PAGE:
I couldn’t help but be touched by the recent item on the BBC news about the death four years ago of Lisa Dennis at the age of 10 years.
Lisa died following an asthma attack. Although she had an inhaler for an allergy, her parents were not aware she was an asthmatic. According to her family the word “asthma” was never mentioned.
Dr Satish Rao of the Birmingham Children’s Hospital, who looks after difficult asthma cases, says “one of the biggest frustrations for us is the complacency among healthcare professionals about asthma in children and young people. We have tried to convince professionals that asthma is a serious illness.” Dr Rao believes many deaths could be prevented by better information about when to seek medical help.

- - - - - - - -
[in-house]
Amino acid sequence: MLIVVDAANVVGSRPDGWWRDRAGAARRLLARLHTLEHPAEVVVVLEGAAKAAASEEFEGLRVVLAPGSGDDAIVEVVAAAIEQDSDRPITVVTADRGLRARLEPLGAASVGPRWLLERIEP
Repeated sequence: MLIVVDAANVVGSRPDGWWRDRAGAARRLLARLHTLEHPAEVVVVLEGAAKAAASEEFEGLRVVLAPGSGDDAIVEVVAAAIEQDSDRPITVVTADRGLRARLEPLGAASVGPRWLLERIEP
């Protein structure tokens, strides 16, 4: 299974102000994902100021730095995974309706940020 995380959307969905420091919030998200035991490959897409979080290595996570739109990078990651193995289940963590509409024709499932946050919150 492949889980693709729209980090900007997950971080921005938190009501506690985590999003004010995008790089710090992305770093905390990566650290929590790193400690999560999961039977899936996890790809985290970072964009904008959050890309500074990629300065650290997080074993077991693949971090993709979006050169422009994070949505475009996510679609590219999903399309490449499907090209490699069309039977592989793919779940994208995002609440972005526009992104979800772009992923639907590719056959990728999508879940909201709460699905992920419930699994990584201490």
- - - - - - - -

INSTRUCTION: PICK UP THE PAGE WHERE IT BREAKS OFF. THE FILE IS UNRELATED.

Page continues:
Asthma UK’s clinic lead, Dr Andy Whittamore, says there is a lot of concern by both parents and children to use the steroid medication properly as steroids have had bad press.
How much better it would be if the cause of the asthma was diagnosed and treated, rather than just symptom control with medication.
The aim of our clinics is to identify the cause which for asthma could be inhalant allergies, i.e. dust, house dust mites, pets or moulds; or it could be dietary. Some patients find that their symptoms get worse after eating certain foods or additives.
We recommend skin prick tests or blood tests to identify the culprits if inhalant allergies are suspected. If this is the case they can be treated with desensitisation if avoidance is not possible. If foods is the cause, dietary changes can we made or, if impractical, desensitisation can also be used.